In the European Union as of 2012, the United Kingdom had the highest number of pupils per class (25.1), while Lithuania had the smallest number with 15.2 pupils per class. Accordingly, Lithuania had the lowest ratio of pupils to teachers, with an average of 8.1 students per teacher.
Each country in Europe has its own individual education system, but every system can be inserted in the International Standard Classification of Education (ISCED), a statistical framework maintained by UNESCO. Primary education (elementary education) is the first stage of compulsory education, followed by lower secondary education. In 2014, a total of 1.7 million pupils were enrolled in lower secondary schools in Italy.
According to Eurostat, 76.3 percent of individuals in the European Union aged 25 years and over had attained a upper secondary or tertiary education. In Finland, for example, 87.9 percent of individuals aged 25 and over attained such a level of education.
Europe is home to some of the most prestigious universities in the world. The highest ranked European University in 2014-2015 was the University of Oxford, followed by the University of Cambridge. In 2012, 205.6 thousand students from other EU, EEA and candidate countries went to study at universities in the United Kingdom.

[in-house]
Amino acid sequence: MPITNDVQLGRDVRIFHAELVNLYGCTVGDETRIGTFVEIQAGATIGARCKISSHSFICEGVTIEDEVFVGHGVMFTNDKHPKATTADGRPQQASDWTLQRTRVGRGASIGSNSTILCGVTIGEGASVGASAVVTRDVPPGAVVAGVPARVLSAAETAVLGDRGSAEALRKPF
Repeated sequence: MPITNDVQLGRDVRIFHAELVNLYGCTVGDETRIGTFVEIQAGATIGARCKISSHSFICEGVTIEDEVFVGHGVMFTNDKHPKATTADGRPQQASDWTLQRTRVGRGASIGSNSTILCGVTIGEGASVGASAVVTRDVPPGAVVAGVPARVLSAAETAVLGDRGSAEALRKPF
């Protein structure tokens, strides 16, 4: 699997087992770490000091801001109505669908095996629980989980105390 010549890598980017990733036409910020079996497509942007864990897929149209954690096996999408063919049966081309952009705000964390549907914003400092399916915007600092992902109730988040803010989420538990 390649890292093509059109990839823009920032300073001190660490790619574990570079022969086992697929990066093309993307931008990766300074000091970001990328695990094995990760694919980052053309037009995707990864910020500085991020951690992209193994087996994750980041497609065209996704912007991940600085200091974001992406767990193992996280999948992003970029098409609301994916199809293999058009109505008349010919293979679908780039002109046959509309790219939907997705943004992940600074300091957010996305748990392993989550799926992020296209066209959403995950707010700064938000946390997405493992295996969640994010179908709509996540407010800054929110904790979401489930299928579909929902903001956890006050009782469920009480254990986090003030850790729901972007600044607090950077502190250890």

Europe is also home of the Erasmus Programme, a European Union student exchange programme established in 1987. In 2015, the University of Granada was the most chosen university in Spain by Italian Erasmus students, while in the same year roughly 1,100 Dutch students were studying at the KU Leuven in Belgium.
Concerning public expenditure on education in the European Union, in 2011 spending was estimated to reach 663 billion PPP (Purchasing Power Standard). In 2013, about 78,654 U.S. dollars were spent on each student in Luxembourg. For higher education, Sweden ranked first with a spending of 20.17 thousand U.S. dollars per student.